Newspaper article The Journal (Newcastle, England)

Mind THEVIRGIN Money Gender Pay Gap.32.5%; PAY

Newspaper article The Journal (Newcastle, England)

Mind THEVIRGIN Money Gender Pay Gap.32.5%; PAY

Article excerpt

Byline: jonathon manning jonathon.manning@ncjmedia.co.uk

BIG divides in the amount earned by men and women at some of the North East's top companies have been revealed.

Sage, Virgin Money and Cundall are among some of the first companies in the country to release their gender pay gap, which reveal the difference in the average pay and bonuses for female and male employees.

All UK firms with more than 250 employees will have to publish their pay gaps by April as part of efforts to close the divide between the sexes.

Of the 12 North East businesses that have so far published their figures, eight were found to pay the average women worker less than male members of staff, while two organisations paid women more.

Challenger bank Virgin Money so far has the higest pay gap in the region, with women paid an average of 32.5% less, though this has reduced substantially in the last 12 months.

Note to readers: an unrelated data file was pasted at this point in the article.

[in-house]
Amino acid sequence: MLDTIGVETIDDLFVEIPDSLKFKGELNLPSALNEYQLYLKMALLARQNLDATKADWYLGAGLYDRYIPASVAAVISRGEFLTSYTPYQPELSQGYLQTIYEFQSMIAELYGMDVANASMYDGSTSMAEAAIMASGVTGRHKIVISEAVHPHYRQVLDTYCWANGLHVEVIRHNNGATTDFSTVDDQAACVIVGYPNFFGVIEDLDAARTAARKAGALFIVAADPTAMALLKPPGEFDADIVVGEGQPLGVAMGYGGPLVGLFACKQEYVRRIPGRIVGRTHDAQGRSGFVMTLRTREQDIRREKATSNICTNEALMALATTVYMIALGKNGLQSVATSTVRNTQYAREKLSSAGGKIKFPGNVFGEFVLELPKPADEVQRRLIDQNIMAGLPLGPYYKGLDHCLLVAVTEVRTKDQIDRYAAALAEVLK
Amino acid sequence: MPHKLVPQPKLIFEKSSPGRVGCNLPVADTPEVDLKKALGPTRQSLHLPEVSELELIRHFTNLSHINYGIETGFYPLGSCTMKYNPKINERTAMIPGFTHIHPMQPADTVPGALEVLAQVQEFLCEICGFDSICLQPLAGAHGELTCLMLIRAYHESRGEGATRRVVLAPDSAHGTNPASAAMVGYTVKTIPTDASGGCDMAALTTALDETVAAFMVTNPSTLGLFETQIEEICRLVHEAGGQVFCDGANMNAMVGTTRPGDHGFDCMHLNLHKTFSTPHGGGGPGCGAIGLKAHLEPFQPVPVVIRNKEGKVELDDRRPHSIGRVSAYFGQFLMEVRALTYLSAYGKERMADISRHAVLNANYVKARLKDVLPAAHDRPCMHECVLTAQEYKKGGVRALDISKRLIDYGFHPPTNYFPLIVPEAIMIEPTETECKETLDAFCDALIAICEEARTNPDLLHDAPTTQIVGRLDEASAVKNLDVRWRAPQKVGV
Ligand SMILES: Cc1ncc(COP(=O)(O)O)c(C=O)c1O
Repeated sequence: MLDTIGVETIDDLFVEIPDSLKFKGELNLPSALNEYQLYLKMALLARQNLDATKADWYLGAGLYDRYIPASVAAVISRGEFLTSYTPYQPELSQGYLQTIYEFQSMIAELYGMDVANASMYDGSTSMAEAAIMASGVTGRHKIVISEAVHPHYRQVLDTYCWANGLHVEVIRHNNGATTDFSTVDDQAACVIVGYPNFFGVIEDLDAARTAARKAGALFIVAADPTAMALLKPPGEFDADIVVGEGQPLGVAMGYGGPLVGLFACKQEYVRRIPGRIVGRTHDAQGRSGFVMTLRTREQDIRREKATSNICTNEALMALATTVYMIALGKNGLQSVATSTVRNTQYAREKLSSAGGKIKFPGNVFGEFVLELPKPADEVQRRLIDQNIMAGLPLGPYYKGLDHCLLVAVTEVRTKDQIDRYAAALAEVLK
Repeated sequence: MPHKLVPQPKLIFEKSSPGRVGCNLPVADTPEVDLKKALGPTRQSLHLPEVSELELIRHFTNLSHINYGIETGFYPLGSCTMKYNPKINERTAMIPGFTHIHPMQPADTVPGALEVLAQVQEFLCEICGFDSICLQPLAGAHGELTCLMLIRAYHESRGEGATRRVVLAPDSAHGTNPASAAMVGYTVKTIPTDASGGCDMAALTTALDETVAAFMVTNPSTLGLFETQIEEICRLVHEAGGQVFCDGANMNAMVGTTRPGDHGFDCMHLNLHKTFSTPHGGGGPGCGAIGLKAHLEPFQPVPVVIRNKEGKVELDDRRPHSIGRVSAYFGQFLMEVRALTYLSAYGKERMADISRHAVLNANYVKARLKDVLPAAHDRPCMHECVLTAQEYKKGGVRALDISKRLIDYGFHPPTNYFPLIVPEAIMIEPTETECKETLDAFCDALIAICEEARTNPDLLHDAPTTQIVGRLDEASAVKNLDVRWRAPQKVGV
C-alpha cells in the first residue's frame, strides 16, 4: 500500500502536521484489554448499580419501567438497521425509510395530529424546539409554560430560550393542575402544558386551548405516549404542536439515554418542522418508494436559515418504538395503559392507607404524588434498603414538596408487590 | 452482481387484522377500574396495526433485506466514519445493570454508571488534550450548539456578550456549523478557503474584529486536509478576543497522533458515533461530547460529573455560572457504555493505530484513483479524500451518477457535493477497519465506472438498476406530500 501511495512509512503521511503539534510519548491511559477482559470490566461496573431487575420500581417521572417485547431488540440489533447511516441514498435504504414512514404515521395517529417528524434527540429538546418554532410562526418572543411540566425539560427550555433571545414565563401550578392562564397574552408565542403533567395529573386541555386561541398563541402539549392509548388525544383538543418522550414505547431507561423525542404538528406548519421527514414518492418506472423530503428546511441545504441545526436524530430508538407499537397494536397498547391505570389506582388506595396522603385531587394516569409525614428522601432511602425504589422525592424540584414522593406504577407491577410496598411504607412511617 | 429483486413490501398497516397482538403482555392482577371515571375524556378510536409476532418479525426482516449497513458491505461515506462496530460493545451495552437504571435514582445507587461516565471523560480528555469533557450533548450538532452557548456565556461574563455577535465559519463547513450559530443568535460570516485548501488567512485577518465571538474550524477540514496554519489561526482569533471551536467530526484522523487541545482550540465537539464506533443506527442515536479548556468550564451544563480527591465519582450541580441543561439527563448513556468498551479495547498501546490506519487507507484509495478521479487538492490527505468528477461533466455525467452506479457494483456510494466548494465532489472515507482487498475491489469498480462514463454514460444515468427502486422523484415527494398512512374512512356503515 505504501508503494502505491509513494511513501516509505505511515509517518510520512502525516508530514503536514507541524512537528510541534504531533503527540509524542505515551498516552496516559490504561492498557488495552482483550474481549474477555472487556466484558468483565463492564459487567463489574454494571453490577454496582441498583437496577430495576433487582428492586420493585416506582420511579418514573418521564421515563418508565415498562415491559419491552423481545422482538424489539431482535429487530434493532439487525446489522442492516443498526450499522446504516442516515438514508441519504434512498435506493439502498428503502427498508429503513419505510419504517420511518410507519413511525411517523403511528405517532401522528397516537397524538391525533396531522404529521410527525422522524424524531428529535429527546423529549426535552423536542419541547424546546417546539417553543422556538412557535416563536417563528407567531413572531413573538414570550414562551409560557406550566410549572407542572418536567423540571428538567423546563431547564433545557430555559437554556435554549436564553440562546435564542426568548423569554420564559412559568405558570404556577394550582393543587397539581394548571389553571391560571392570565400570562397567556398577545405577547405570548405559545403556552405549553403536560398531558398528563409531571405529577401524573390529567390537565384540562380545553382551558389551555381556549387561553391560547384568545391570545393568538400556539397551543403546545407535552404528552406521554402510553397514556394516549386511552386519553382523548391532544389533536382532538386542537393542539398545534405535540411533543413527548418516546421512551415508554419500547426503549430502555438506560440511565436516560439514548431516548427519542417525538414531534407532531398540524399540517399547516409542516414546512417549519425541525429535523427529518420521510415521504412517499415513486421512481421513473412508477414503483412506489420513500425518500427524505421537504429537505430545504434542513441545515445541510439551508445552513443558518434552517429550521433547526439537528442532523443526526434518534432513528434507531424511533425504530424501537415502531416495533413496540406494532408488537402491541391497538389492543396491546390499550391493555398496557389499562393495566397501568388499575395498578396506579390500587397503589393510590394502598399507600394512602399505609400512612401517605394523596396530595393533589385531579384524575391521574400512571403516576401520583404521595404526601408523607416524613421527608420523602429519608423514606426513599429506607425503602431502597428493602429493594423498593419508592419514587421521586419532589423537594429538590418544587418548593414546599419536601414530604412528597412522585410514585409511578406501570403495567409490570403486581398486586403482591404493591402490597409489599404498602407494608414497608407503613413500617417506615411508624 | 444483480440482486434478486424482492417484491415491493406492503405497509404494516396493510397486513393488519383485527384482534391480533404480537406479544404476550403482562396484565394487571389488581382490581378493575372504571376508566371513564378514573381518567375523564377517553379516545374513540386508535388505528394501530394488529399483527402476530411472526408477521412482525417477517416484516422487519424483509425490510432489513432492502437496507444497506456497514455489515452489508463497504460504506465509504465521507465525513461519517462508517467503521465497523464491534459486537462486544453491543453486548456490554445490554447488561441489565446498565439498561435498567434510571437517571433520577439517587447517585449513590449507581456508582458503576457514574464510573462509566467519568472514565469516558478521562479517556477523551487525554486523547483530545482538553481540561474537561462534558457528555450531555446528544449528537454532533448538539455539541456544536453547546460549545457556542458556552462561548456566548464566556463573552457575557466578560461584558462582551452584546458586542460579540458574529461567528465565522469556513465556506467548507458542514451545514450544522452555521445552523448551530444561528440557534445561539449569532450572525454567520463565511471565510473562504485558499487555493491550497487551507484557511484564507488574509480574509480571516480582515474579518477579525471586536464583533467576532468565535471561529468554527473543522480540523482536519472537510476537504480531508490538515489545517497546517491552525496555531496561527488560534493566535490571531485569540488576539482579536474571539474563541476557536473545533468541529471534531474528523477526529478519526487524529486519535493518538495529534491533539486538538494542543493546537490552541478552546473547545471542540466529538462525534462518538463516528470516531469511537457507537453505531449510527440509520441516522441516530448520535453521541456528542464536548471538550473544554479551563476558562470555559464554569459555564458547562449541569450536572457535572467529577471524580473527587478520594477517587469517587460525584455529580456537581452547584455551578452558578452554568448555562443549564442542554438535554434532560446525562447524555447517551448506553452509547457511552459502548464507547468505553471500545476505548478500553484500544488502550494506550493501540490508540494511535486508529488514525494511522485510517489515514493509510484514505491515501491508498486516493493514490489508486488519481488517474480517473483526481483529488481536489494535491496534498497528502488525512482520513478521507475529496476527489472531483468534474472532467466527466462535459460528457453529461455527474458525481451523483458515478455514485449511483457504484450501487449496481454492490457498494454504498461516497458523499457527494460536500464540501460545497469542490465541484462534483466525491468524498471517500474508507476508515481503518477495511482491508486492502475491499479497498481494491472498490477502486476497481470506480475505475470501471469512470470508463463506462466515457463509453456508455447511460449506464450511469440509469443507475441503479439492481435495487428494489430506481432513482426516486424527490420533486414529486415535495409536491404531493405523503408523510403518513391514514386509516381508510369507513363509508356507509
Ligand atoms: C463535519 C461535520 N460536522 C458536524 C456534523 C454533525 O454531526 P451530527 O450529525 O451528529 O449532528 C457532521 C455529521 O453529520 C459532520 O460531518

A spokesman for Virgin Money said: "We are passionate about fairness, equality and inclusion and are committed to reducing our gender pay gap. Men and women are paid equally for doing equivalent jobs.

"Our aim is to achieve a 50:50 gender balance by 2020. As we progress towards that target, our gender pay gap will reduce."

The pay gap at Newcastle technology company Sage UK was lower, coming at 4.5%.

Sage's CEO Stephen Kelly said: "Improving gender equality at Sage is not something we view as a side project, or as a 'nice' thing to do - it's fundamental to the way that we do business. That's why, as CEO, improving our gender diversity starts with me. And looking at gender pay is an important part of this. "I'm very pleased to say that - as you will see - Sage fares better than the industry average in terms of both our gender pay data and the gender split of our people.

"However, it is not enough for Sage to be the best of a bad bunch, and we want to continue to drive up the number of colleagues from diverse backgrounds at every level of the organisation. …

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